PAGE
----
Engineers at PMEL support field systems with engineering services and foster technological innovation by pushing the limits of ocean and atmospheric observing platforms and sensors that advance NOAA research and operations.

The Innovative Technology for Arctic Exploration (ITAE) program conceptualizes and builds effective research equipment for the assessment of the Arctic environment and ecosystem with the operation of high-resolution sensors on autonomous platforms near sea ice. PMEL has produced important data handling tools — such as the Scientific Graphics Toolkit, Ferret, and the Live Access Server — that are used extensively by the ocean research community.

Earth System Research Laboratory (ESRL)

NOAA's compact, inexpensive sea temperature sensor measures sea temperature across multiple sites for the global Opuhala Coral Health project.

The ESRL pursues a broad and comprehensive understanding of the many physical, chemical, and biological processes that comprise the Earth system to better predict their behavior. Scientists study atmospheric and other dynamic processes that affect air quality, weather, and climate variability. ESRL researchers monitor the atmosphere, investigate the physical and chemical processes that comprise the Earth system, and integrate those findings into environmental information products.

ESRL's work improves critical weather and forecasting tools for the public and private sectors, from hourly forecasts, drought and air quality predictions, to international science assessments with policy-relevant findings.

National Severe Storms Laboratory (NSSL)

The miniature Scanning Aerosol Sun Photometer (miniSASP) measures vertical profile of atmospheric aerosols, which can affect air quality and exert direct and indirect effects on climate. The upward-looking radiometer (ULR) assembly with miniSASP is shown. For scale, the dome is about 5 cm in diameter. (Photo: D. Murphy, NOAA)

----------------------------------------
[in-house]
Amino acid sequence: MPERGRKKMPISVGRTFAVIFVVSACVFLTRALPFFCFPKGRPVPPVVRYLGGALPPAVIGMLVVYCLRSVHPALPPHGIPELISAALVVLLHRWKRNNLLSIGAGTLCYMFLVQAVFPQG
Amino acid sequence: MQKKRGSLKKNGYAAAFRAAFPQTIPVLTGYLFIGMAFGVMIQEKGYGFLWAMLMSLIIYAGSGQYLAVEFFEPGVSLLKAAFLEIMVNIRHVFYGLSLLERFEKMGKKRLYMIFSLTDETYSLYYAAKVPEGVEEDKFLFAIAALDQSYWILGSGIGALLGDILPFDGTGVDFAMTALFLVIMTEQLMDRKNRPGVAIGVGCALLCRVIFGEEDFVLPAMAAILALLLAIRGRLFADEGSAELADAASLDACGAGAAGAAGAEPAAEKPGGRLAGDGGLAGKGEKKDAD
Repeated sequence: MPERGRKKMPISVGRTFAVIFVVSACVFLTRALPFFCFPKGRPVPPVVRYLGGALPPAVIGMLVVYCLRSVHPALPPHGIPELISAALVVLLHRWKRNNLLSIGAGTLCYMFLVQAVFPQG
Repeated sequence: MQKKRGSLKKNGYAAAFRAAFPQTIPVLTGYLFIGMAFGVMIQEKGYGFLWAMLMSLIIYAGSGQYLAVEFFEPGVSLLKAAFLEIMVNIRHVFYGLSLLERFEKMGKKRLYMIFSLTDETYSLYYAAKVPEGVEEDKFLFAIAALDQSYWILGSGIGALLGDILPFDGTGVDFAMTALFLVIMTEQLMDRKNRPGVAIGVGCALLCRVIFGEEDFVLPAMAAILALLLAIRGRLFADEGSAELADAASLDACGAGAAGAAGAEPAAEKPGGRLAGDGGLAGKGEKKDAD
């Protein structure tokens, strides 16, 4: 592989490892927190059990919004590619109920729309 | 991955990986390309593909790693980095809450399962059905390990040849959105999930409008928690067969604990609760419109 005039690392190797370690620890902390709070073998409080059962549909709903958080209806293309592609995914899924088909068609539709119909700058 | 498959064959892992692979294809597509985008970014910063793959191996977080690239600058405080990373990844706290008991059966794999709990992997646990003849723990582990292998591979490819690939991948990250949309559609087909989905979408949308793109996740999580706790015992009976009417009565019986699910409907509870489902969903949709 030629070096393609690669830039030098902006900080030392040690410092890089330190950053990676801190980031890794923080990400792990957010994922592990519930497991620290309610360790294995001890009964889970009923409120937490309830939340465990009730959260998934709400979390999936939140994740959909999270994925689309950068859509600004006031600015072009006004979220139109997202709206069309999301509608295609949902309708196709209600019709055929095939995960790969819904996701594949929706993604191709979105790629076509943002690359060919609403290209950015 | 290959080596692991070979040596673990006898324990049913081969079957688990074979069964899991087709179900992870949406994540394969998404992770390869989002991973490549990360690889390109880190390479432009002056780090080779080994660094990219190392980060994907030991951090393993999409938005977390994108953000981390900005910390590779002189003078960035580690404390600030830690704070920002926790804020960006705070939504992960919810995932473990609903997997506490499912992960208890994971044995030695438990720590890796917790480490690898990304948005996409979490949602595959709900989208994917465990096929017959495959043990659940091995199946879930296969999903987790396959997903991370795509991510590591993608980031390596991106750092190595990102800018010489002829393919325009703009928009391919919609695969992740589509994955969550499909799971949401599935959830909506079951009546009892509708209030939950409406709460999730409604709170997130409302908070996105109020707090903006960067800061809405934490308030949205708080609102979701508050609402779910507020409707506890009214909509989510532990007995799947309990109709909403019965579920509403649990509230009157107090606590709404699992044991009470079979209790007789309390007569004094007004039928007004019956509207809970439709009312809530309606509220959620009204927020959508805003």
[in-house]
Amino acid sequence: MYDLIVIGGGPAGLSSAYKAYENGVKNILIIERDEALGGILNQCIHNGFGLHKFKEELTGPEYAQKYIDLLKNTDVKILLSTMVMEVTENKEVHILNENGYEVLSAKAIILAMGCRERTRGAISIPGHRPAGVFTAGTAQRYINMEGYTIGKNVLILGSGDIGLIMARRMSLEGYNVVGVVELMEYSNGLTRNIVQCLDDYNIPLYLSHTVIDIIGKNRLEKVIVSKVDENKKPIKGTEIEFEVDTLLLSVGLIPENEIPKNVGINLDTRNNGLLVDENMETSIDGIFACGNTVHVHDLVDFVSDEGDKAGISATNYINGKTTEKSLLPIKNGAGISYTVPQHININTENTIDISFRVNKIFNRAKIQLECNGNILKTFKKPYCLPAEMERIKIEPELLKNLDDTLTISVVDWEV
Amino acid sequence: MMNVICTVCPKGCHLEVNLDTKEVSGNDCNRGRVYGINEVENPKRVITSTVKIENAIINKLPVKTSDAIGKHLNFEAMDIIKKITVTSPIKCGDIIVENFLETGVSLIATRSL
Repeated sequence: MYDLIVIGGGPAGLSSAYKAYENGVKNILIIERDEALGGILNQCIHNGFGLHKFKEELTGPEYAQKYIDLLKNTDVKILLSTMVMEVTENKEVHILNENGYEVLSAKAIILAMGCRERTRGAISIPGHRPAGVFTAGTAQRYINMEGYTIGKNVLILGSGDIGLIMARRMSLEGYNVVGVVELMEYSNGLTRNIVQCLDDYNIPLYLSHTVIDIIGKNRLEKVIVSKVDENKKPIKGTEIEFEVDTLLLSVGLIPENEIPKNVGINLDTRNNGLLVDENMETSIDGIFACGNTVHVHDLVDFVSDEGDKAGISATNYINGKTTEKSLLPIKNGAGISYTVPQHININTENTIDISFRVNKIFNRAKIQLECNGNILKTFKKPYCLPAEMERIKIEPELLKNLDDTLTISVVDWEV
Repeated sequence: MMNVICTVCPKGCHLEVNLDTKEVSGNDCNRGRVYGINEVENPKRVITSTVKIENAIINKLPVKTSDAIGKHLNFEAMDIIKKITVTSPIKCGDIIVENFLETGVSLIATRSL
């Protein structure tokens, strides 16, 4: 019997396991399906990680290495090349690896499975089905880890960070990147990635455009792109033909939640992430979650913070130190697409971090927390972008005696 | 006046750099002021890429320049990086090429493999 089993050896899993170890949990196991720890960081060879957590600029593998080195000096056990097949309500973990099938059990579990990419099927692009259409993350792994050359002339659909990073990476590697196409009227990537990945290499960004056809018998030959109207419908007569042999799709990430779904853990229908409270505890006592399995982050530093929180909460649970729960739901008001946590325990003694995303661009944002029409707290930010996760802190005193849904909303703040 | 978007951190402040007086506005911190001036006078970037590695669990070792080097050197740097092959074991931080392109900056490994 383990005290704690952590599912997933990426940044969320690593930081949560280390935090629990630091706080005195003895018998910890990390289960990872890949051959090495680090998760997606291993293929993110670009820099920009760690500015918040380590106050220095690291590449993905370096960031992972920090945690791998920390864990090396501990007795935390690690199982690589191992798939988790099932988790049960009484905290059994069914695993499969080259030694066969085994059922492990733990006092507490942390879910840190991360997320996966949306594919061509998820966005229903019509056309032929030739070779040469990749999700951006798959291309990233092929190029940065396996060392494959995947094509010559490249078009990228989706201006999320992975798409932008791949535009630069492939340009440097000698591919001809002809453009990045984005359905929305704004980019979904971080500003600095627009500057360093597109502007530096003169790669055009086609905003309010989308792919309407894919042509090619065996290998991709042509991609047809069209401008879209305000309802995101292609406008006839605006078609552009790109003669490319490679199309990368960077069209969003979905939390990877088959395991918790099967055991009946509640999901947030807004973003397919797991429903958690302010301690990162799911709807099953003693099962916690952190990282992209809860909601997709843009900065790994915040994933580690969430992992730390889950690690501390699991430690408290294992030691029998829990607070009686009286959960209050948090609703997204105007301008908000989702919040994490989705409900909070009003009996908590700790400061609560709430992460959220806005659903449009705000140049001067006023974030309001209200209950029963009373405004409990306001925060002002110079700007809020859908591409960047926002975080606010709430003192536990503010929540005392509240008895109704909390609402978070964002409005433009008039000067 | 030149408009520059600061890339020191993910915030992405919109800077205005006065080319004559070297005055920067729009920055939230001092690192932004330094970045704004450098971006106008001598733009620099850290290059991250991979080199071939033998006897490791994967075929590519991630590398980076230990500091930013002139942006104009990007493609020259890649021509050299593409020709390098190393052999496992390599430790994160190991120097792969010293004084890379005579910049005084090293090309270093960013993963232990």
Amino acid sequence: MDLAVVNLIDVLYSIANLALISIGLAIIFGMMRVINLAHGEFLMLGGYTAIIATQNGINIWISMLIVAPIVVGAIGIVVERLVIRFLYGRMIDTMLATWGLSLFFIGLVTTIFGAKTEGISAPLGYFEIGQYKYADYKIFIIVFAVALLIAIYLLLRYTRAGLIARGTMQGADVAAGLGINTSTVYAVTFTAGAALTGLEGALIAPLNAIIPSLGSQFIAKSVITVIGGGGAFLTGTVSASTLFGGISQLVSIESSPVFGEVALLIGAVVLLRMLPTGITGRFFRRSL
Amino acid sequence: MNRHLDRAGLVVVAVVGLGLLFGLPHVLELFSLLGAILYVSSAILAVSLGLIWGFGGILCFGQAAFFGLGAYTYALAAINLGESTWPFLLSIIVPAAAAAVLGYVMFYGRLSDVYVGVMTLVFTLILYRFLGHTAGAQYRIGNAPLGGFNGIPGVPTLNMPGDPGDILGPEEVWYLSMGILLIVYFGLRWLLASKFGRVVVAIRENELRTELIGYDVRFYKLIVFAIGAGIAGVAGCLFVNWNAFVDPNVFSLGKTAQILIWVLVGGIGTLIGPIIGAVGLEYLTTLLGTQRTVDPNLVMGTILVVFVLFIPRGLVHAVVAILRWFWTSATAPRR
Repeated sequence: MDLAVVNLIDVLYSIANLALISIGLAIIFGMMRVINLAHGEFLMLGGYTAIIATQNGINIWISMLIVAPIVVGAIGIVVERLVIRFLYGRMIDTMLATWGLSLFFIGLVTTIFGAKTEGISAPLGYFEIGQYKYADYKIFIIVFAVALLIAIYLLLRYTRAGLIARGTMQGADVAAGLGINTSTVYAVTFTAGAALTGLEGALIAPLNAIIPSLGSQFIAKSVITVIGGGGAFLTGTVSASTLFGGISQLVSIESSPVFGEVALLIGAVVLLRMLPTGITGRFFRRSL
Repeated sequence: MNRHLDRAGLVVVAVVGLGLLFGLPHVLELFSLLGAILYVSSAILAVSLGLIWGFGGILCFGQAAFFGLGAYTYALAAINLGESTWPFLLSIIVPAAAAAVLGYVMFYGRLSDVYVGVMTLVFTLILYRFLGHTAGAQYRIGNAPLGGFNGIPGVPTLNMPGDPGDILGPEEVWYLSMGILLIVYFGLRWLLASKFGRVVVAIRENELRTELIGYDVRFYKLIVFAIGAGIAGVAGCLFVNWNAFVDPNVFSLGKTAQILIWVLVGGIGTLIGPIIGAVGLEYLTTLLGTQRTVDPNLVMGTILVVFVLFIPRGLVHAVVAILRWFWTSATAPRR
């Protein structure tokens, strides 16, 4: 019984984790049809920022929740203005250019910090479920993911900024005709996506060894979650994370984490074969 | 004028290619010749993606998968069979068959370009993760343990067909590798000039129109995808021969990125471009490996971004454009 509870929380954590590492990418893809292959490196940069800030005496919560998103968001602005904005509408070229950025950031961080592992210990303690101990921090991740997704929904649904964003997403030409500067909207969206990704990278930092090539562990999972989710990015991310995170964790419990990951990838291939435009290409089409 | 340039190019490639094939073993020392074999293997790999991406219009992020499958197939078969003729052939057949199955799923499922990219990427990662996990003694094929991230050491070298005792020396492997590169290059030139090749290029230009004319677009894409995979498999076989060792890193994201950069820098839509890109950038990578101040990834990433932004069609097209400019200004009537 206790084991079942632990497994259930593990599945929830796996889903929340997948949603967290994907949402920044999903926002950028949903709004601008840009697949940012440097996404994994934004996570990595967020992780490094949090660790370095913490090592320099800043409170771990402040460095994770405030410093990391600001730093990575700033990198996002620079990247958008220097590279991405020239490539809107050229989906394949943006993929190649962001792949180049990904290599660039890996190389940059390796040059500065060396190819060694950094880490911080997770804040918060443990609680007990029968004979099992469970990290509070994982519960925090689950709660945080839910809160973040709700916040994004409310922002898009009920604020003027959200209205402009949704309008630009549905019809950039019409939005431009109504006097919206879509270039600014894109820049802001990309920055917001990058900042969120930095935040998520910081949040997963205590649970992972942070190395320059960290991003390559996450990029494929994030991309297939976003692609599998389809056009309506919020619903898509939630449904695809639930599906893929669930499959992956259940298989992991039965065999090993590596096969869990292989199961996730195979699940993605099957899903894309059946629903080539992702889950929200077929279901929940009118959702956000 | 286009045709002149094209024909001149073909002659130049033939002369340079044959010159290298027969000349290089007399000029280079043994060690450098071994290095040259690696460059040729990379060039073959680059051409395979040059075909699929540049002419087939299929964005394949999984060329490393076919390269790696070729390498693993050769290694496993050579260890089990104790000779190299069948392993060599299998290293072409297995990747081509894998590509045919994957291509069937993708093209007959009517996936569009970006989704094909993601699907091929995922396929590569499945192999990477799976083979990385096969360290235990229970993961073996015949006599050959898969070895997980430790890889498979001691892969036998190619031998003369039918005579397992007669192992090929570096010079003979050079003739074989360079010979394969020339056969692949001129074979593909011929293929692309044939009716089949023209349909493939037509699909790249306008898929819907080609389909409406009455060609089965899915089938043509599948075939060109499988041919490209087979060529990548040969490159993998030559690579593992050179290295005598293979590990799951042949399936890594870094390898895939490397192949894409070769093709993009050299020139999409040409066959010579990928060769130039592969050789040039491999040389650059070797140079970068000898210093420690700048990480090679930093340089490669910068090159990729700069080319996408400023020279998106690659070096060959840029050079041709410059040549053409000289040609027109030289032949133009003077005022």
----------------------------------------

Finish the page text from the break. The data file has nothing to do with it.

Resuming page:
The NSSL provides accurate and timely forecasts and warnings of hazardous weather events through research to advance the understanding of weather processes, research to improve forecasting and warning techniques, and development of operational applications. NSSL transfers new scientific techniques and applications to the National Weather Service.

NSSL is NOAA's primary radar laboratory. From the original WSR-57 research project to Doppler radar, NEXRAD, and now dual-polarized and phased array radars, NSSL research has made radar one of the most valuable tools available to a forecaster. NSSL researchers work to develop new weather and water-related applications, and water resource management tools help NWS forecasters produce more accurate and timely warnings of flood events.

Atlantic Oceanographic and Meteorological Laboratory (AOML)

The AOML conducts research to understand the physical, chemical, and biological characteristics and processes of the ocean and the atmosphere, both separately and as a coupled system. The research portfolio encompasses ocean, coastal, and atmospheric studies, focusing on improving the prediction of hurricanes, learning about the ocean's role in climate and extreme weather events, understanding the global impacts of ocean acidification and pollution on coastal ecosystems and providing insights to help resource managers.